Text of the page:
UNITY, Maine — A group of Unity Republicans cast their votes Sunday afternoon at the Unity Union Church meeting hall in a straw poll that capped one of the very first caucuses to be held in Maine.

But the winner of the poll will remain secret for two more weeks, organizers said, as Republican party members in Maine work to make the state’s scattered caucus system more relevant nationally.

The caucus information will be compiled by state party officials, who will release statewide presidential straw poll results on Feb. 11 at a big party meeting at the Portland Regency, according to Susan Russell, the longtime chairperson of the Unity Republicans.

“I think people in the Republican Party were feeling that it just doesn’t matter very much. It’s just a caucus,” she said.

Her husband, Bill Russell, told the 20 people present that the statewide effort aimed to change that sense.

“This year, they’re trying to get more of a fanfare about who won the Maine caucus,” he said. “They’re trying to get national coverage for the Maine caucus system.”

Maine’s is among the nation’s earliest GOP caucus dates, with town and city committees being encouraged to gather between Feb. 4 and 11.

Party officials say that way, they can announce on Feb. 11 who has won. The timing will also give Maine full glare of the nation’s spotlight by being the only state that day to trumpet which candidate has won. The nonbinding votes are the first step toward electing 24 Maine delegates to the Republican National Convention.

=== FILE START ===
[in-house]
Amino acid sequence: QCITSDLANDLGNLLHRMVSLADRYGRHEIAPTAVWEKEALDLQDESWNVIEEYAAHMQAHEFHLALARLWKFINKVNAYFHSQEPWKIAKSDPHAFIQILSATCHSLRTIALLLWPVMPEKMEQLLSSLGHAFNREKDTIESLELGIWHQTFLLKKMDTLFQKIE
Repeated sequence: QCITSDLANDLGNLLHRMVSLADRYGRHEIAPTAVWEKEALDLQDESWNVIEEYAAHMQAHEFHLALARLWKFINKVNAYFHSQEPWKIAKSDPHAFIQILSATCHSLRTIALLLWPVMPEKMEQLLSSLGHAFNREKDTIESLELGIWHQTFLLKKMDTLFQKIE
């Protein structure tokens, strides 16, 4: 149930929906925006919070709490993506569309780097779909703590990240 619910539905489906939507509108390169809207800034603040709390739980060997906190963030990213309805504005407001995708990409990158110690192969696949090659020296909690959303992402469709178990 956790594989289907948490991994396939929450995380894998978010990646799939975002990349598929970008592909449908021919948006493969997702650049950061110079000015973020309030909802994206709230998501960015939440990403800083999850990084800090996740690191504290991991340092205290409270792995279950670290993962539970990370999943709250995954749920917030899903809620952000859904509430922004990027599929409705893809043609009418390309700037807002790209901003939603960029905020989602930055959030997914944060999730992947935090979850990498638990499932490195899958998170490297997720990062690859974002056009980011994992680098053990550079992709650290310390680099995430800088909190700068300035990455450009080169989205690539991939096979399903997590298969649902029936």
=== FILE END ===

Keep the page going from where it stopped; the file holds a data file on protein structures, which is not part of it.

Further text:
Not every Unity Republican present at the caucus agreed with the secrecy required to keep the results under wraps.

Lois Ongley, the secretary for the caucus, said that it was not a transparent move for the party.

“It’s not meant to be secretive,” Susan Russell responded.

The attendees asked the BDN to leave the room while the vote was tallied and announced to Republicans present.

The vote took place after three young men from the Ron Paul presidential campaign made the case for their candidate.

Regional Director Eric Brakey responded to concerns that Paul could form a third party if he fails to get the Republican nomination.

“Ron has never given any indication he’s interested at all in running a third party,” Brakey said. “Ultimately, what we want to do is defeat Barack Obama, who’s been a terrible president … Maine is crucial to that plan.”

Paul just spent a two-day campaign swing through Maine.

“What is it that Ron Paul brings to the table that gets you young folks involved?” Bill Russell asked.

“It’s the idealism,” Brakey said. “He’s the candidate who says that principles matter.”

Another reason is that he believes the federal government under Paul would cut spending on “useless things like stupid turtle tunnels.”

“It’s going to be left to the young people to pay it off,” he said.

After he left the caucus, Brakey said that his campaign did not allow him to answer more clarifying questions, including where he is based as the regional director.

Paul was the only candidate who had representatives attend the Unity caucus.

Another young person in attendance Sunday was Jami Childress, a 20-year-old Thomas College junior. Attendees voted for her to be the next party chairperson for their town, as the Russells are moving to Burnham.

Although she favors Mitt Romney for president, Childress said that Ron Paul’s campaign got a boost in Unity, thanks to his representatives showing up at the caucus and the candidate’s visit to Maine.

“I think it definitely gave Ron Paul a big lead here in Unity, and in Waldo County in general,” she said.

The Associated Press contributed to this report.